India is a wonderful, exotic, mysterious, turbulent backdrop for a romance novel. Add to that a time period (early 1900's) not often tackled in romance, which provides opportunities for an author to pen something out of the ordinary -- and Katherine O’Neal does just that. From her vivid descriptions of India to complex characters that stick with you, this is an adventure story that successfully intertwines romance within the adventure. Even the love scenes are adventurous and sometimes very raw.
Kitty Fontaine, the daughter of a British colonel and granddaughter of a Rajput Princess, was kidnapped as a child by rebel forces in India and eventually saw her best friend shot and left for dead during a rescue attempt. Fast forward 14 years to England; Kitty Fontaine has put everything Indian out of her mind beginning with boarding school when she slapped a classmate who wrote the word “Wog” on her desk.
The author quickly paints a picture of a woman of strength, determination, loyalty and compassion with something to prove. Kitty is a vibrant thrill seeker who flies a plane and uses the skills learned as a child to become a cat burglar in search of a particular stone to save her father from execution.
One night while searching for the “Blood of India” she comes face to face with Max Aveli, the “Tiger,” a fellow cat burglar searching for the same stone. Their search for the stone goes from competition to forced collaboration.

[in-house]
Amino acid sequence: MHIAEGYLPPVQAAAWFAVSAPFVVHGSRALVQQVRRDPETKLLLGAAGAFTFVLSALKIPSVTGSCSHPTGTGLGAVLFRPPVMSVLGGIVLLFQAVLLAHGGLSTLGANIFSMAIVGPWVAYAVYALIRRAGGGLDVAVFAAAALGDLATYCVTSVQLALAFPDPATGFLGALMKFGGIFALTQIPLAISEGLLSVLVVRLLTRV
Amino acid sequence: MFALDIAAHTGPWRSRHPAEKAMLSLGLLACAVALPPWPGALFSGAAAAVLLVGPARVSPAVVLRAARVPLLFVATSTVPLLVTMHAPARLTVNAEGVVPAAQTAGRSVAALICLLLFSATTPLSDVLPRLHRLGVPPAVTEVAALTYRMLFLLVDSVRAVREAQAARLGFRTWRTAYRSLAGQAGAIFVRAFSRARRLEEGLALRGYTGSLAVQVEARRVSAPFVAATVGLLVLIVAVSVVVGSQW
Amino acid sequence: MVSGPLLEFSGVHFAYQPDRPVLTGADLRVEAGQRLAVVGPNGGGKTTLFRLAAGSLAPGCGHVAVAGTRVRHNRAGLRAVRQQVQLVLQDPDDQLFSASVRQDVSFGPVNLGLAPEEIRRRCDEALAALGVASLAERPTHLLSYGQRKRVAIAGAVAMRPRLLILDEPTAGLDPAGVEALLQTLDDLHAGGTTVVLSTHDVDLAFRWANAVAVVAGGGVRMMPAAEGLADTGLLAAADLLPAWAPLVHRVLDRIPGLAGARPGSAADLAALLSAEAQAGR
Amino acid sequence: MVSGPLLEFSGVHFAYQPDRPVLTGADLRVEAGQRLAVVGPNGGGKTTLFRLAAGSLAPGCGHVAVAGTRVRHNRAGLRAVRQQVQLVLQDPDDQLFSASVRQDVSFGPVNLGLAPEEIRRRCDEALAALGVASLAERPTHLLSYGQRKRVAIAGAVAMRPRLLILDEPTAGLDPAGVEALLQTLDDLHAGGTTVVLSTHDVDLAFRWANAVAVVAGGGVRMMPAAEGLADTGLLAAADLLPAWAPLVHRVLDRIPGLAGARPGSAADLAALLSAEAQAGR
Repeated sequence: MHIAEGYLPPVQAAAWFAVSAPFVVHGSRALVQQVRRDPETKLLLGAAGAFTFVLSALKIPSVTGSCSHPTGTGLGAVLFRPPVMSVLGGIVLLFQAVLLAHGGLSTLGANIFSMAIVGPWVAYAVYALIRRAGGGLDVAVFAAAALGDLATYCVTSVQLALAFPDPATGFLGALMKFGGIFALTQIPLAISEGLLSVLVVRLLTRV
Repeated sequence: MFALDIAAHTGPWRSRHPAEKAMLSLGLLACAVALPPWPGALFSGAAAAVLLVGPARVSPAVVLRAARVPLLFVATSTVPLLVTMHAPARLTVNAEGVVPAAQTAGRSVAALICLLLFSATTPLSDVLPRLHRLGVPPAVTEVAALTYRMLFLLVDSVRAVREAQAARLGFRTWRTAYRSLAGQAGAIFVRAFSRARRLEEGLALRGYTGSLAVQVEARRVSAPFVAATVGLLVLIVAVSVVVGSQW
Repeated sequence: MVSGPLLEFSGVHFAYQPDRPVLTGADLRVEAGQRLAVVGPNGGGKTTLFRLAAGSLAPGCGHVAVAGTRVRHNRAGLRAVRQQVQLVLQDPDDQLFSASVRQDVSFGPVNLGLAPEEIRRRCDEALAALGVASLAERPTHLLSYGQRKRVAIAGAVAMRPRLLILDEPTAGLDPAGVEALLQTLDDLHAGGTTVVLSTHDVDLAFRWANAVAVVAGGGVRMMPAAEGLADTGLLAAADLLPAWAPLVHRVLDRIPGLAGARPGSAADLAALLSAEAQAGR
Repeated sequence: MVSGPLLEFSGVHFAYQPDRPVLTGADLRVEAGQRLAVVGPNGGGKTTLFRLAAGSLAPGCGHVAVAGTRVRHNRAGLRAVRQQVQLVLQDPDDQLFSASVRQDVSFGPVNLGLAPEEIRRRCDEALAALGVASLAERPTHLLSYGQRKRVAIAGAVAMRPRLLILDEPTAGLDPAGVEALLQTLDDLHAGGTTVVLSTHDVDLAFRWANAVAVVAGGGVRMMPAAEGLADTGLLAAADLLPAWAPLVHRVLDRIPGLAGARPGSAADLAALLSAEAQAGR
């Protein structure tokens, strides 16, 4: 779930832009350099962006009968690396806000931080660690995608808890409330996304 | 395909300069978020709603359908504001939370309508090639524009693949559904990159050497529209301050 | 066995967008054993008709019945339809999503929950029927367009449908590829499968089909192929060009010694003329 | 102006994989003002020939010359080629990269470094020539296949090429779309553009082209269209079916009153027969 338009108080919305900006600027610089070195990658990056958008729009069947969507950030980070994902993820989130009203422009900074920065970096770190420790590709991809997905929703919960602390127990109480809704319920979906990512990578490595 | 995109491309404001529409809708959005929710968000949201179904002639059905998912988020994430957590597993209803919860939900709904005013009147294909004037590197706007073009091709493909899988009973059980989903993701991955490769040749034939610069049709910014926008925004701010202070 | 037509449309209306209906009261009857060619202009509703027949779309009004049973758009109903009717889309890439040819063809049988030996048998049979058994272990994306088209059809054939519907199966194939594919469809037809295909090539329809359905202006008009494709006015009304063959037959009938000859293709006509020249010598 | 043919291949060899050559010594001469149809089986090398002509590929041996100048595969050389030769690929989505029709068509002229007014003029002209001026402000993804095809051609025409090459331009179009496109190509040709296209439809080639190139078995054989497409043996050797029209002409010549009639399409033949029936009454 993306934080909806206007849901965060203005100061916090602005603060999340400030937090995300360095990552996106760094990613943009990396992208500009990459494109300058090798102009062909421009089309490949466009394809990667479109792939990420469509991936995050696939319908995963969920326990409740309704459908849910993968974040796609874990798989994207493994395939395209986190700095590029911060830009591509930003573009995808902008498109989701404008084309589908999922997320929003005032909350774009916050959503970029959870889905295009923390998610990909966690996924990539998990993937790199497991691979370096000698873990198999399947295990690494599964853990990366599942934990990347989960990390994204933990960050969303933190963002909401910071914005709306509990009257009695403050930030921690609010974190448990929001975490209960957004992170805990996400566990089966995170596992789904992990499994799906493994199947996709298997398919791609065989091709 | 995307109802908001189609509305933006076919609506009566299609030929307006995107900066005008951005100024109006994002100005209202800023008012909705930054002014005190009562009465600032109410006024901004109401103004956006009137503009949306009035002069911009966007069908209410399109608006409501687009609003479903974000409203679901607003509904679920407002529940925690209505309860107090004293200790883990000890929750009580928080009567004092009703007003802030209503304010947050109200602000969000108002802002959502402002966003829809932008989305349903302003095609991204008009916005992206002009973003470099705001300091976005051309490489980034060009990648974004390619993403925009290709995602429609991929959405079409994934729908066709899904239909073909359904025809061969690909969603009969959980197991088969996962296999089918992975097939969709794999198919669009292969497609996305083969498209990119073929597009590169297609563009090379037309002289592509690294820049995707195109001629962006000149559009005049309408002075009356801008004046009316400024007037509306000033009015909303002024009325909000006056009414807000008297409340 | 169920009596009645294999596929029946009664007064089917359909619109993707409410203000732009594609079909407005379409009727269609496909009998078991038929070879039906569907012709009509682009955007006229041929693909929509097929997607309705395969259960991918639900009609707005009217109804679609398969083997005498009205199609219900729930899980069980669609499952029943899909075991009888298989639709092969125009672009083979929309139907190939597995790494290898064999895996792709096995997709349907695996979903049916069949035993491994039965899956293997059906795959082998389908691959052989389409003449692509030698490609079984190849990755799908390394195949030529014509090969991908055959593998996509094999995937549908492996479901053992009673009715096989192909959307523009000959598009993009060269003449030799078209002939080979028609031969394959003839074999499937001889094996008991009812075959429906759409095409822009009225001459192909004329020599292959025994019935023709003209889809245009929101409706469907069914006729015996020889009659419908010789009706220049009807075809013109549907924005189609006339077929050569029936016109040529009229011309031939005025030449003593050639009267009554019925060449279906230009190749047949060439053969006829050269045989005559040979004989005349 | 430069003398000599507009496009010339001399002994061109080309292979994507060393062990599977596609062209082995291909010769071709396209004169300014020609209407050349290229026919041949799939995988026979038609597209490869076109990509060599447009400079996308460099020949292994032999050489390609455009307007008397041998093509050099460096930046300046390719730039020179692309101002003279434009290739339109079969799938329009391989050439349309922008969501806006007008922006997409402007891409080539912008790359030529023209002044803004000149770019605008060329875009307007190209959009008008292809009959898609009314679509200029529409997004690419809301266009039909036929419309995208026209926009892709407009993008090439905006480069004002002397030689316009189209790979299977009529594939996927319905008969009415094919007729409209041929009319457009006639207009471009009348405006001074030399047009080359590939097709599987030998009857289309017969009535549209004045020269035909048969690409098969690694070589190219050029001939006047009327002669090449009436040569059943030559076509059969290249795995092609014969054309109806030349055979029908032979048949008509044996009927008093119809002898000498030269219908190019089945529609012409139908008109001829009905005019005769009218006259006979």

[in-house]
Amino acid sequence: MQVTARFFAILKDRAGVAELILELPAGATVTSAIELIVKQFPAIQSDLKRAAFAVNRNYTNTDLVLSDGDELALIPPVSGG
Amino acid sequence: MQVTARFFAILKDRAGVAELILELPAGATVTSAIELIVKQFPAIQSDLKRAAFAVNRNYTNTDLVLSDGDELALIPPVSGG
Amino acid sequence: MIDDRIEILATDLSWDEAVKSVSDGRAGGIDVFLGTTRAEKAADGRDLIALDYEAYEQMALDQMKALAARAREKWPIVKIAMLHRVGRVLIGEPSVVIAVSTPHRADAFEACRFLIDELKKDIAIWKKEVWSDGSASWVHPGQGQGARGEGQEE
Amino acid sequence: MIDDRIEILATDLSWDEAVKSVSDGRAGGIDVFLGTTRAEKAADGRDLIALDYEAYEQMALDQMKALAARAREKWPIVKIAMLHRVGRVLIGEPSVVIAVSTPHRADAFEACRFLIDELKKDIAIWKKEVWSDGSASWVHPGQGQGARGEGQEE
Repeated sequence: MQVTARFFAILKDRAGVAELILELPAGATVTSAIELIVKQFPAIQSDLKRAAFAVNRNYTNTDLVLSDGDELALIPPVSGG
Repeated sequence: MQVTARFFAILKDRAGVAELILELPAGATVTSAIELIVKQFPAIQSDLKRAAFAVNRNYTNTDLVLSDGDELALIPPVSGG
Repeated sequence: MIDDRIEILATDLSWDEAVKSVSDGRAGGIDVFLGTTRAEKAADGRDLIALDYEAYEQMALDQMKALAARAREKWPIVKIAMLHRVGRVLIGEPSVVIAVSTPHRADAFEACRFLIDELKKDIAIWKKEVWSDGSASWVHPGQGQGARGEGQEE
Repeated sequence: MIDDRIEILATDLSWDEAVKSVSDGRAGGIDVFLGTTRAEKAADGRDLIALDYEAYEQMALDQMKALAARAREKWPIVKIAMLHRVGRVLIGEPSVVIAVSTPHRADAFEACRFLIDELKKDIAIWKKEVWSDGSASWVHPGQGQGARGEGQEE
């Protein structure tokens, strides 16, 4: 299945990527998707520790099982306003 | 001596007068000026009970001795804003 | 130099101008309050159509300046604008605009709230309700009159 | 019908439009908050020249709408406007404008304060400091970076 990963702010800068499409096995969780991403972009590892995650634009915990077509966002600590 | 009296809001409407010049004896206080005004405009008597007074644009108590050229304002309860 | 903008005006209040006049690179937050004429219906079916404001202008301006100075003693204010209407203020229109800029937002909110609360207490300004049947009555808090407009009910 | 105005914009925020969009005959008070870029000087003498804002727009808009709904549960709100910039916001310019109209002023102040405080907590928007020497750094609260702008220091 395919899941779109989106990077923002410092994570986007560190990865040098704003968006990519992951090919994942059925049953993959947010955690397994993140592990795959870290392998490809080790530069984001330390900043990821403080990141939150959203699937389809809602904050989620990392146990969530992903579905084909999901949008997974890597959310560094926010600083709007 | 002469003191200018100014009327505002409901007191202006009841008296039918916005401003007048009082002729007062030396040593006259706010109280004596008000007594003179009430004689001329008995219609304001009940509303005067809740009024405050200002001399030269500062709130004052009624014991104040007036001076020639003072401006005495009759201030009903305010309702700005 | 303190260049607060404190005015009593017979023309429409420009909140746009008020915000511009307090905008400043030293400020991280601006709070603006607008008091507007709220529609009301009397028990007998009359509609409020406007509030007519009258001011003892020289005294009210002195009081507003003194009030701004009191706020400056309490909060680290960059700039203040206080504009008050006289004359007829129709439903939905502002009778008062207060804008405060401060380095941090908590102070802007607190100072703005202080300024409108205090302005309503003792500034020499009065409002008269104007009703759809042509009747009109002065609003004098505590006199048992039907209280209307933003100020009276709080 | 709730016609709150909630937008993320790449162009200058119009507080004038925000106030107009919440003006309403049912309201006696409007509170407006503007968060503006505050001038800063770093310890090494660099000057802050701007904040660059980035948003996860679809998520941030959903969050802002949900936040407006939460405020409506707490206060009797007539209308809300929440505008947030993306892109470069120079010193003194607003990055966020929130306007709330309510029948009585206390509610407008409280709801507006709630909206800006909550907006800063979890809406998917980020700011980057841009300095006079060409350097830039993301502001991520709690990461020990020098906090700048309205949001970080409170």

This is usually where you get the low down on the hero, unfortunately I can’t give you much without “spoiling” it. Let’s just say Max Aveli is mysterious, compelling, harsh and very focused on his cause but as the story unfolds you understand that he couldn’t possibly be anything else. You won't always like him, but you will no doubt respect him.
Through sometimes flamboyant prose, the author skillfully weaves the contrasting fabric that is India. The author doesn’t make the mistake of assigning the British occupation of India the role of some sort of benevolent dictatorship that glosses over the systematic rape of India. She expresses the half empty half full perspective of the same situation in the following passages:
“...rival tribes have been butchering each other for centuries. We are the force that creates order out of this chaos. We set the example. Keep that in mind and it will always see you through.”
Unfortunately, some of the raw love scenes that had enough “purple prose” to furnish that guy who used to be called Prince a new wardrobe. Phrases like: “...rosy nipples riding mounds of sumptuous swaying flesh.” or “...her breasts swelling, throbbing, swinging voluptuously...”
“You must also remember the importance of taxing its people to poverty. Of conspiring with its maharajas to keep them destitute and hungry by suppressing any native industries which might compete with England’s and offer them a living wage. Not to mention your sacred obligation to hunt its tigers to extinction. Quite a chore this white man’s burden of yours.”
My One and Only is a story that utilizes the historical setting to its best advantage. Another enjoyable factor is how the villain is hidden in plain sight, you see it but you just don’t want to believe it. The protagonists and the setting all but dominate the story; even though they are well done, the secondary characters don’t stand much of a chance. Katherine O’Neal delivers an entertaining and well-written kaleidoscope.